If you’ve looked in Exchange already you’ll see a couple of things I put together in my studio a while back and that I’ve been dying to release. Hopefully you guys will like them – if so, please do rate & review them on the Exchange web page, that’s going to become really important when there are thousands of things up there.
Not sure if I’ll manage to do a Freebie Friday this week, considering I will be on stage something like five times a day every day for the rest of this week. That’s rock & role… But if not, at least you guys will have your entire S1 browser full of free new soundsets and presets, and that should keep you going for a while. 🙂
I’ve noticed that during the week I often pick up a very cool new plugin or impulse response and end up playing with it all week, and then blogging about it on Friday (see several previous posts) so I think I may make this a regular “Freebie Friday” slot…
This week it’s the turn of VST Classics. Some of you may know that myself and several other members of the Studio One team used to work at Steinberg back in the day, and helped develop and define the original shape of digital audio recording. I still remember being on stage at Frankfurt MusikMesse 15 years ago showing off the very first VST plugins – the Neon and Model-E synths, VB-1 virtual bass guitar, and the Karlette tape delay (named after Karl “Charlie” Steinberg). These plugins were pretty bleeding edge back then, and I still look back at them fondly. So imagine my surprise when Steinberg announced they were re-releasing new versions of them as free downloads! Yeah, they won’t win any awards for innovation now, but they still have a unique sound, so if you fancy a trip back to the dawn of digital audio to hear what we had to play with back then, now is your chance.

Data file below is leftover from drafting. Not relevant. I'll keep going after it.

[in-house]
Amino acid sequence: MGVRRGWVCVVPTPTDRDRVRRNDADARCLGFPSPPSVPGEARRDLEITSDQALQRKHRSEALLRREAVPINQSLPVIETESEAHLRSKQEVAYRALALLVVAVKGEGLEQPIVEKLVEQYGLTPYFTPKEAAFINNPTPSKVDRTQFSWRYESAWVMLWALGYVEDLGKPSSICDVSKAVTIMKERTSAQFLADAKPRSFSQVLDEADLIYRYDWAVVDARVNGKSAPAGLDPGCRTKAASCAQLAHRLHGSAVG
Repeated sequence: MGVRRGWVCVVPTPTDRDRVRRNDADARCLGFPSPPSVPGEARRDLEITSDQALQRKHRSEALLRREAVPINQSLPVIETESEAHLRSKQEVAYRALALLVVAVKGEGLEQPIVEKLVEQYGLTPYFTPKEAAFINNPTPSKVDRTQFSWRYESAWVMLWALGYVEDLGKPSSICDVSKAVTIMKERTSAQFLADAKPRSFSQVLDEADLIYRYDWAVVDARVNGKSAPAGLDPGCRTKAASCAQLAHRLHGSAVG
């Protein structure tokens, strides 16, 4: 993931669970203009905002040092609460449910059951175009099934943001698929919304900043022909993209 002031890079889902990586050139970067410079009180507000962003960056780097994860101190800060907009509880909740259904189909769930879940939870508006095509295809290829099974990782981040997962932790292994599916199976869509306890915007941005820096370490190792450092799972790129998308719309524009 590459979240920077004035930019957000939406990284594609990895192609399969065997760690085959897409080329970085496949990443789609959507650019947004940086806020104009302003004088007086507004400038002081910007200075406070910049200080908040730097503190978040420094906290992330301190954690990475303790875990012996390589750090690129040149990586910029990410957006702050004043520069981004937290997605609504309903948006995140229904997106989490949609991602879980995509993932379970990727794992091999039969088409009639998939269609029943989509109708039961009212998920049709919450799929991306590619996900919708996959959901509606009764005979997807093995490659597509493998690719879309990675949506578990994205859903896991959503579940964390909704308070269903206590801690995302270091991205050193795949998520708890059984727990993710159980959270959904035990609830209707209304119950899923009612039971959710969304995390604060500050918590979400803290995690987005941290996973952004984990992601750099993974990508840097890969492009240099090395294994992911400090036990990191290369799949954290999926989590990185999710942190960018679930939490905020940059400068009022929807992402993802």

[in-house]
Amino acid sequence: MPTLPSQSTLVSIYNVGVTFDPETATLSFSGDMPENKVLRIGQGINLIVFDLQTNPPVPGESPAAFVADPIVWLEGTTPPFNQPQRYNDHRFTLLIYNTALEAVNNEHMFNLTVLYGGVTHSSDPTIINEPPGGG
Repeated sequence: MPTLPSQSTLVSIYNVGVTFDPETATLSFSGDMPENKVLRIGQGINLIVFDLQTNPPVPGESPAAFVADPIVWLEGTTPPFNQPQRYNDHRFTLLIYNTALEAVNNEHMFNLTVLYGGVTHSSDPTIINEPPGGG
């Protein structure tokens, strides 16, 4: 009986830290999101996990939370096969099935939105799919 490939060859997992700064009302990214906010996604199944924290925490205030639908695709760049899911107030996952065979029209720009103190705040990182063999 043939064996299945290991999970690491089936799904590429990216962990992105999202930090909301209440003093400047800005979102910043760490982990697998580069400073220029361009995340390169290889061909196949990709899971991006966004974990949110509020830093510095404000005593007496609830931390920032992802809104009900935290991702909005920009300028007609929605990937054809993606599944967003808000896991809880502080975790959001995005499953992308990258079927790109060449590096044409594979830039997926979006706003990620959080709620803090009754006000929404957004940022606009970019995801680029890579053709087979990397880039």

The Model-E is still a decent emulation of the classic MiniMoog sound (the filter programming was done by industry veteran Marc Lindahl, who is also now at PreSonus working on some groovy new products as we speak), and it has a ton of great presets, including a bank from Wolfram Franke of Waldorf, one of my favourite synth programmers. Unfortunately in this re-released version for some reason I can only access the Hubertus Maas bank from the Model-E, although I can see all the preset banks listed in the Studio One browser. Not sure what’s happening there. If anyone can figure out a workaround let me know.